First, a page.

Positive fantasies dampen charitable giving when many resources are demanded

Heather Barry Kappes, Eesha Sharma, Gabriele Oettingen

Research output: Contribution to journalArticle


Previous research found that positive fantasies about an idealized future yield low energy to pursue the fantasized future. We examined how positive fantasies about the resolution of a crisis (i.e., a lack of pain medication in Sierra Leone, the risk of flooding after Hurricane Irene) influence people's agreement to donate to charitable efforts directed at crisis resolution. In three studies, positive fantasies dampened the likelihood of agreeing to donate a relatively large amount of money, effort, or time, but did not affect the likelihood of agreeing to donate a relatively small amount of these resources. The effect of positive fantasies was mediated by perceiving the donation of larger (but not smaller) amounts of resources as overly demanding. These findings suggest that charitable solicitations requesting small donations might benefit from stimulating positive fantasies in potential donors, but those requesting large donations could be hurt.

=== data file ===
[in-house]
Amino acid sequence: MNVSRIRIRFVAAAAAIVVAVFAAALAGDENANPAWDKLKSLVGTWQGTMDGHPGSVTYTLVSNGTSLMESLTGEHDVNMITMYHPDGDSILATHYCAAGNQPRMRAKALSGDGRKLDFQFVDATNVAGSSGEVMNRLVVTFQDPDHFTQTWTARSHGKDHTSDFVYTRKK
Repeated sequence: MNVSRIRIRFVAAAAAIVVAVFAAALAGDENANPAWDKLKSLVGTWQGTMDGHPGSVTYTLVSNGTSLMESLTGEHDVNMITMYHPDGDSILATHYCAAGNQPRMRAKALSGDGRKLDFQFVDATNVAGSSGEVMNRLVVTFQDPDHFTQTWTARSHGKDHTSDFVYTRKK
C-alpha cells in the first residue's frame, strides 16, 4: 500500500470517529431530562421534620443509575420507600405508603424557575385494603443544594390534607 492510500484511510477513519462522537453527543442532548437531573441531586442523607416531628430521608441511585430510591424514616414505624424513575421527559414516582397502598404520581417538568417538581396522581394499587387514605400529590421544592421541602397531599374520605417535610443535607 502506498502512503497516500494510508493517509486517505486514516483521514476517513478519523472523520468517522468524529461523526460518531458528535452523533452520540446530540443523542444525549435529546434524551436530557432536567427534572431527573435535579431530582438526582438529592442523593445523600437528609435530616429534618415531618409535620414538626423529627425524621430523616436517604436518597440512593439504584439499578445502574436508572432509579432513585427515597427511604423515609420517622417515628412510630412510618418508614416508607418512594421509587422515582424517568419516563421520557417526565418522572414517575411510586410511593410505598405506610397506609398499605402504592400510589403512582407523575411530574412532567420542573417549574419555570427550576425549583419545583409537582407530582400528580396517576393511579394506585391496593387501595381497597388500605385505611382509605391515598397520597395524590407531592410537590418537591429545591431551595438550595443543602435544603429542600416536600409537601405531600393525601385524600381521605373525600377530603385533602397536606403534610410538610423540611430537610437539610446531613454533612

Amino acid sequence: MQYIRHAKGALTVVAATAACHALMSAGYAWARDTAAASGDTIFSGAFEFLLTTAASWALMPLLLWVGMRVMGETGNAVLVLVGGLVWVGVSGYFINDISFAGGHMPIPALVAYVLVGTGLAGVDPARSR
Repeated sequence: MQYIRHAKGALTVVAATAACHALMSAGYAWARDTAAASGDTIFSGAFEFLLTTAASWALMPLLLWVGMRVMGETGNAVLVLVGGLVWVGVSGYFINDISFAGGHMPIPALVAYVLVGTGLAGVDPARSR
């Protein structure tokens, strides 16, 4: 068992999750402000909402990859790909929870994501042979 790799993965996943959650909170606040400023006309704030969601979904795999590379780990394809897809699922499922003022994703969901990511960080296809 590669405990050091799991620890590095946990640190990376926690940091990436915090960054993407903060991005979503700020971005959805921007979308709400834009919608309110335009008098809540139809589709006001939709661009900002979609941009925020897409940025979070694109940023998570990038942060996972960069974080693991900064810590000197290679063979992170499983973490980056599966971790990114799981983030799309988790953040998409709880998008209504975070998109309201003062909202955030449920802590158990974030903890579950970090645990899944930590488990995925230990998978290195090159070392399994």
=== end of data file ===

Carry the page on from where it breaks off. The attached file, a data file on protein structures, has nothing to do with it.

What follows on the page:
Original languageEnglish (US)
Pages (from-to)128-135
Number of pages8
JournalJournal of Consumer Psychology
Issue number1
StatePublished - Jan 1 2013



  • Altruism
  • Charity
  • Fantasy
  • Imagination
  • Thinking about the future

ASJC Scopus subject areas

  • Applied Psychology
  • Marketing

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